Film Review: We Steal Secrets: The Story of WikiLeaks

Brilliant but maddening documentary about WikiLeaks tries to solve the puzzles behind two mysterious figures, Julian Assange and Bradley Manning.

Director Alex Gibney continues his dissection of flawed characters with We Steal Secrets: The Story of WikiLeaks. On its surface, the documentary looks at the shadowy organization that helped expose irregular banking practices in Iceland and reams of sensitive data about the U.S. involvement in Iran and Afghanistan. But Gibney goes considerably beyond a simple rehash of news events by focusing on two compelling characters: Julian Assange and Bradley Manning.

The film traces Assange back to his days as the Australian computer hacker "Mendax," derived from the Latin for "noble liar." Assange adopted a "one against the world" philosophy fueled by paranoia and increasingly rigid moral decisions. With WikiLeaks, he helped establish a way to publish secret and classified information in what was promised to be an anonymous fashion.

WikiLeaks quickly became an international sensation, publishing Church of Scientology manuals, details about inmates at Guantanamo, and, perhaps most spectacularly, a video of a 2007 Baghdad air strike in which American troops killed innocent journalists and civilians. Assange formed an alliance with The New York Times and The Guardian, in part for political protection, in part to increase exposure for WikiLeaks. He became an international celebrity.

But in 2010, Swedish police began an investigation into allegations that Assange sexually assaulted two women. Although that case is still unfolding today, Assange became a pariah almost overnight. The Times and The Guardian dissociated themselves from WikiLeaks; credit card companies refused to process donations to the site; and Assange was ultimately forced into hiding to avoid extradition to Sweden.

As Gibney explains, the Baghdad video was leaked by Bradley Manning, an Army Specialist who had access to millions of secret and classified military and State Department documents. Starting in 2009, Manning allegedly started downloading material and posting it to WikiLeaks.

A genuinely tragic figure, Manning was an outsider who was not only openly gay, but an anti-war protestor. Demoted after punching his superior, he began to identify as a woman, referring to himself as Breanna. Isolated, lonely, he befriended security consultant Adrian Lamo on the Internet.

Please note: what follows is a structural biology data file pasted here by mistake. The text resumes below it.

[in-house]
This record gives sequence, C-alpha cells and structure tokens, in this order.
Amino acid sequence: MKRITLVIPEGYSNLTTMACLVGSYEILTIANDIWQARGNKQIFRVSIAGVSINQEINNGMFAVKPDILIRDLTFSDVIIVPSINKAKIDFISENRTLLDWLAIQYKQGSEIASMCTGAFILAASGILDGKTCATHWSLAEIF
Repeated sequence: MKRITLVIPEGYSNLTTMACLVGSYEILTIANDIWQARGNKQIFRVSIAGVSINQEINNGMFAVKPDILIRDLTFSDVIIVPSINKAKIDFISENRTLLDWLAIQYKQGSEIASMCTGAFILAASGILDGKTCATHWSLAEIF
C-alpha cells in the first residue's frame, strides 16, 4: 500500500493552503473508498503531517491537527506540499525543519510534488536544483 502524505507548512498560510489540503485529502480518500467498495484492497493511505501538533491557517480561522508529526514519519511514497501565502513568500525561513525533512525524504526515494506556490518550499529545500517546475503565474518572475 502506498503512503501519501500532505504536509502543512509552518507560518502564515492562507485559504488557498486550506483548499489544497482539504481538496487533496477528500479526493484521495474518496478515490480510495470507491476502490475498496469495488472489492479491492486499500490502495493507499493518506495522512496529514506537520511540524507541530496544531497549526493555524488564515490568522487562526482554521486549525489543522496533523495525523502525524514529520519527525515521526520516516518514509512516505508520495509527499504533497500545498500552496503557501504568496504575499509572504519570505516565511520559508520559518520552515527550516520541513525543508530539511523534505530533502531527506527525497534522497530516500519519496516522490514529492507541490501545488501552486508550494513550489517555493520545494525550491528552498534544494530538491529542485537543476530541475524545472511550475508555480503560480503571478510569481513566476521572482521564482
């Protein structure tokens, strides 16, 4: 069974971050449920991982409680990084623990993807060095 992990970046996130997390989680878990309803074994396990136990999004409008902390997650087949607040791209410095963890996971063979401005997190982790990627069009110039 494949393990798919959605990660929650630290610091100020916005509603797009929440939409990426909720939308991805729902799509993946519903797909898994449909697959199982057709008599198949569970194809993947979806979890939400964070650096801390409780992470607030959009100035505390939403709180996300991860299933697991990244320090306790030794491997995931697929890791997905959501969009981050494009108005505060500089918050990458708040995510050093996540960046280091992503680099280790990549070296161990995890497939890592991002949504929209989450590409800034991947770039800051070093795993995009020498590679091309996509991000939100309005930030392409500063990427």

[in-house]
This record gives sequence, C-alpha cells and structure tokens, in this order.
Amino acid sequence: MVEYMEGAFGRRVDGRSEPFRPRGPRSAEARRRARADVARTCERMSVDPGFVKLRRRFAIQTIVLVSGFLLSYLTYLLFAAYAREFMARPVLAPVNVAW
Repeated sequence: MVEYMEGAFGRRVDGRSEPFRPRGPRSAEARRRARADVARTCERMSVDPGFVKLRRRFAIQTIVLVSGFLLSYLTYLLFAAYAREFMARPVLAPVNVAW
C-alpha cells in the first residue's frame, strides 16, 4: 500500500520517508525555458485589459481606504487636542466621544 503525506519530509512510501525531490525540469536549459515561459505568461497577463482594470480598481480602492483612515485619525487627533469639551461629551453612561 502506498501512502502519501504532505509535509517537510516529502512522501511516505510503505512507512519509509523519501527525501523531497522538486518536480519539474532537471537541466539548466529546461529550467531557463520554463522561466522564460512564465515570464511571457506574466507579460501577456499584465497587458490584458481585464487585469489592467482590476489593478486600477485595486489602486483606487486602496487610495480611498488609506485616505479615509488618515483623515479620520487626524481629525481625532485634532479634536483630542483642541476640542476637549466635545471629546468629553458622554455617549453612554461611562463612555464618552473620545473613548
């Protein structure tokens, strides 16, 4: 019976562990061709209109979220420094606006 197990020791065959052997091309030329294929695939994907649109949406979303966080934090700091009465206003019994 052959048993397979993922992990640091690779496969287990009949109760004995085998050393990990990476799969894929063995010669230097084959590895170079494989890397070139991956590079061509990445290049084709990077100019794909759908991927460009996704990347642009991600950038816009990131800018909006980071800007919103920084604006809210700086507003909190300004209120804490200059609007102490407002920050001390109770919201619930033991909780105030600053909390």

Lamo would eventually betray Manning to authorities, leading to the soldier's arrest. Agents found a half-million State Department and military cables and reports on his computer. The computer also allegedly contained encrypted chats with Assange and other WikiLeaks figures.

Assange and Manning are a sort of yin and yang in We Steal Secrets, the former a gifted, focused, at times ruthless manipulator; the latter a hapless, forlorn computer nerd desperately trying to connect with the larger world. Ironically, both became victims of the secrets they tried to hide about themselves.

Gibney, whose most recent documentary Mea Maxima Culpa examined sex abuse in the Roman Catholic Church, manages to distill an incredibly complex and convoluted story to a clear, precise narrative. Using interviews, news clips and archival footage, the director builds a persuasive argument that personal privacy, in fact any secrecy at all, may be impossible in the age of the Internet.

We Steal Secrets begins and ends with the cosmos, as if Gibney had reached an impasse of sorts. Unlike his films about the Enron scandal or Jack Abramoff, there's no real villain to condemn here, just figures mired in situations beyond their control. Of these, the haunted, bewildered Lamo may be the most upsetting.